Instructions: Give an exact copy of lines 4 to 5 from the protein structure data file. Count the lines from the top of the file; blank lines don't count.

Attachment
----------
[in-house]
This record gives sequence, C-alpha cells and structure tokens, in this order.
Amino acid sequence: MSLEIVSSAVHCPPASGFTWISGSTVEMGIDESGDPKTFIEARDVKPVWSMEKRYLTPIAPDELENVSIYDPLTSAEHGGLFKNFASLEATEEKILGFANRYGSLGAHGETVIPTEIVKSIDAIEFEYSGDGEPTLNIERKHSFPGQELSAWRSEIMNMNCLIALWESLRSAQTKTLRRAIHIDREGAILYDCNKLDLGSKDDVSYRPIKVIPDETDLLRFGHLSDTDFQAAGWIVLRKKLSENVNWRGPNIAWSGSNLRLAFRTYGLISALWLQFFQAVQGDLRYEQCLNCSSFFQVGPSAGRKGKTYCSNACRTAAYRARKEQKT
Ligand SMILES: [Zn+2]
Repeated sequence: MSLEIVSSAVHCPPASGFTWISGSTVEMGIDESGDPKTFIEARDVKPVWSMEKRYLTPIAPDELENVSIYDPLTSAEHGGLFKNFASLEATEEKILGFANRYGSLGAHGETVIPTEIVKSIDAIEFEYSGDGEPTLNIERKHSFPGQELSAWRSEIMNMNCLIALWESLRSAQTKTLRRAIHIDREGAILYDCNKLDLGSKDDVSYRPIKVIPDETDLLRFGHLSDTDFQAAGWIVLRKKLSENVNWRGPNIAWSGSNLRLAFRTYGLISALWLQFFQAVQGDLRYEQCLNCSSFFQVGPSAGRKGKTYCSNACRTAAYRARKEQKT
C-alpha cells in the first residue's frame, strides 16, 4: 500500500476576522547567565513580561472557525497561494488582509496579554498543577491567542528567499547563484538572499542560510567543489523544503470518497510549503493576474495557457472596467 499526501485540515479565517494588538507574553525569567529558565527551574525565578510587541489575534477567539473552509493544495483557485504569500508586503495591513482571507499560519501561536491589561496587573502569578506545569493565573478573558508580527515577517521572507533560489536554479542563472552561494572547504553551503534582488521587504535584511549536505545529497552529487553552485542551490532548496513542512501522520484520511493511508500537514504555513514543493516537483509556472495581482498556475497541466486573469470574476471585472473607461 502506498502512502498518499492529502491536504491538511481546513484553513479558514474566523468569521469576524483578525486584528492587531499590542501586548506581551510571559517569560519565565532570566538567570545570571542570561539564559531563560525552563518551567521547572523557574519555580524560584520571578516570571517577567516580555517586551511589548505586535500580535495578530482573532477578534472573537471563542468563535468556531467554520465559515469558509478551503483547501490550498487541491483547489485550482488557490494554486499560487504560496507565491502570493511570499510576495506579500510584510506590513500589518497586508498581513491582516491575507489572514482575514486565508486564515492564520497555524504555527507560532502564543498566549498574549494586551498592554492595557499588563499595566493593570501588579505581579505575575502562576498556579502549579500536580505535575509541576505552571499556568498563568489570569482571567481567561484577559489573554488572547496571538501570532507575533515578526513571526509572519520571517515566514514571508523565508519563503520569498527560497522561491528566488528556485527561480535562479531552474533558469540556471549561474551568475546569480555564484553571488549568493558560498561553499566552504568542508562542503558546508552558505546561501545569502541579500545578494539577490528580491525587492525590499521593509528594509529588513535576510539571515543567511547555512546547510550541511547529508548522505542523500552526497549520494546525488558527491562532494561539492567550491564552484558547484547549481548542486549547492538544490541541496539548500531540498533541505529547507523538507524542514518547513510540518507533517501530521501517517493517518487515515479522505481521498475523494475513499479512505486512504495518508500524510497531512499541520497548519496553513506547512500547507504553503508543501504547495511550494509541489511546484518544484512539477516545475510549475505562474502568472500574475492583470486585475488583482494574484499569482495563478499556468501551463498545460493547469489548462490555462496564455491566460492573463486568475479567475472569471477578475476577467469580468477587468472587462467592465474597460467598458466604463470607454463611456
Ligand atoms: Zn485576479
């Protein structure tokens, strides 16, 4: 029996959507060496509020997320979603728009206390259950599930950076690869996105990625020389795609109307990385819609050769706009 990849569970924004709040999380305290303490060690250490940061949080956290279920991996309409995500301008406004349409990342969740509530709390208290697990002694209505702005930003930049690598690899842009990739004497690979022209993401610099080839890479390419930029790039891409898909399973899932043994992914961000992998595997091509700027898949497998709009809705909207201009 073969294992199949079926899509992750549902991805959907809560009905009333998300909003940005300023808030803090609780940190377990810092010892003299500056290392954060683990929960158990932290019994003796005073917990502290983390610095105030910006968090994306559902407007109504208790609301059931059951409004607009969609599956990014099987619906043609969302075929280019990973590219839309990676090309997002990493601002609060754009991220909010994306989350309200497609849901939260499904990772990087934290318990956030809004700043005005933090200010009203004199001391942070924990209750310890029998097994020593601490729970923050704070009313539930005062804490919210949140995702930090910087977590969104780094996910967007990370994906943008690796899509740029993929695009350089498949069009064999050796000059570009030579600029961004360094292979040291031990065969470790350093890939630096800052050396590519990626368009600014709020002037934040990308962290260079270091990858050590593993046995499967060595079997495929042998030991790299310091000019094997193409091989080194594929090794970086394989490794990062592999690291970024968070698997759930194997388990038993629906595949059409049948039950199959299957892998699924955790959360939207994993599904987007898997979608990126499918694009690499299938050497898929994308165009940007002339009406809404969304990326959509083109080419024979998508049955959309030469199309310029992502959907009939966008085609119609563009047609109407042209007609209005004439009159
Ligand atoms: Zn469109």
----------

Ligand SMILES: [Zn+2]
Repeated sequence: MSLEIVSSAVHCPPASGFTWISGSTVEMGIDESGDPKTFIEARDVKPVWSMEKRYLTPIAPDELENVSIYDPLTSAEHGGLFKNFASLEATEEKILGFANRYGSLGAHGETVIPTEIVKSIDAIEFEYSGDGEPTLNIERKHSFPGQELSAWRSEIMNMNCLIALWESLRSAQTKTLRRAIHIDREGAILYDCNKLDLGSKDDVSYRPIKVIPDETDLLRFGHLSDTDFQAAGWIVLRKKLSENVNWRGPNIAWSGSNLRLAFRTYGLISALWLQFFQAVQGDLRYEQCLNCSSFFQVGPSAGRKGKTYCSNACRTAAYRARKEQKT